2. ^ a b "Table 2-3: Types of code points" (PDF). The Unicode Standard. Unicode Consortium. March 2019.
  3. ^ a b c d e Unicode Character Encoding Stability Policies: Property Value Stability Stability policy: Some gc groups will never change. gc=Nd corresponds with Numeric Type=De (decimal).
  4. ^ a b c d e "Table 4-9: Construction of Code Point Labels" (PDF). The Unicode Standard. Unicode Consortium. March 2019. A Code Point Label may be used to identify a nameless code point. E.g. <control-hhhh>, <control-0088>. The Name remains blank, which can prevent inadvertently replacing, in documentation, a Control Name with a true Control code. Unicode also uses <not a character> for <noncharacter>.

Punctuation

Characters have separate properties to denote they are a punctuation character. The properties all have a Yes/No values: Dash, Quotation_Mark, Sentence_Terminal, Terminal_Punctuation.

Whitespace

Whitespace is a commonly used concept for a typographic effect. Basically it covers invisible characters that have a spacing effect in rendered text. It includes spaces, tabs, and new line formatting controls. In Unicode, such a character has the property set "WSpace=yes". In version 12.1, there are 25 whitespace characters.

Unicode characters with White_Space property[a][b]
Name Code point Width box May break? In
IDN?
Script Block General
category
Notes
character tabulation U+0009 9 Yes No Common Basic Latin Other,
control
HT, Horizontal Tab. HTML/XML named entity: &Tab;, LaTeX: '\tab'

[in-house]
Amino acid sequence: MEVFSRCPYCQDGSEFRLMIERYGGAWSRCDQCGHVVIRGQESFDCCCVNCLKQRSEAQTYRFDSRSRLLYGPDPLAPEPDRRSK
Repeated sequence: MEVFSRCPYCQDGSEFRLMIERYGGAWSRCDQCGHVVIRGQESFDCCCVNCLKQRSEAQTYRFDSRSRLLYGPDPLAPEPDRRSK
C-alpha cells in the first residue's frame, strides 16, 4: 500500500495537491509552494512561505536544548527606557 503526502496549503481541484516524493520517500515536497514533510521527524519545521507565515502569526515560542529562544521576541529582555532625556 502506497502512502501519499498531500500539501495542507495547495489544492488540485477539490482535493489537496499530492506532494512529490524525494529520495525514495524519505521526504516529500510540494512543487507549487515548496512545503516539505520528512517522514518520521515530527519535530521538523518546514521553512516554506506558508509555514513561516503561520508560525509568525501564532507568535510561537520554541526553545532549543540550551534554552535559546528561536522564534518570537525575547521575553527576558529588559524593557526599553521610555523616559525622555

line feed U+000A 10 Is a line-break Common Basic Latin Other,
control
LF, Line feed. HTML/XML named entity: &NewLine;
line tabulation U+000B 11 Is a line-break Common Basic Latin Other,
control
VT, Vertical Tab
form feed U+000C 12 Is a line-break Common Basic Latin Other,
control
FF, Form feed
carriage return U+000D 13 Is a line-break Common Basic Latin Other,
control
CR, Carriage return
space U+0020 32 Yes No Common Basic Latin Separator,
space
Most common (normal ASCII space)
next line U+0085 133 Is a line-break Common Latin-1
Supplement
Other,
control
NEL, Next line
no-break space U+00A0 160   No No Common Latin-1
Supplement
Separator,
space
Non-breaking space: identical to U+0020, but not a point at which a line may be broken. HTML/XML named entity: &nbsp;, LaTeX:
ogham space mark U+1680 5760 Yes No Ogham Ogham Separator,
space
Used for interword separation in Ogham text. Normally a vertical line in vertical text or a horizontal line in horizontal text, but may also be a blank space in "stemless" fonts. Requires an Ogham font.
en quad U+2000 8192   Yes No Common General
Punctuation
Separator,
space
Width of one en. U+2002 is canonically equivalent to this character; U+2002 is preferred.
em quad U+2001 8193 Yes No Common General
Punctuation
Separator,
space
Also known as "mutton quad". Width of one em. U+2003 is canonically equivalent to this character; U+2003 is preferred.
en space U+2002 8194 Yes No Common General
Punctuation
Separator,
space
Also known as "nut". Width of one en. U+2000 En Quad is canonically equivalent to this character; U+2002 is preferred. HTML/XML named entity: &ensp;, LaTeX: '\enspace'
em space U+2003 8195 Yes No Common General
Punctuation
Separator,
space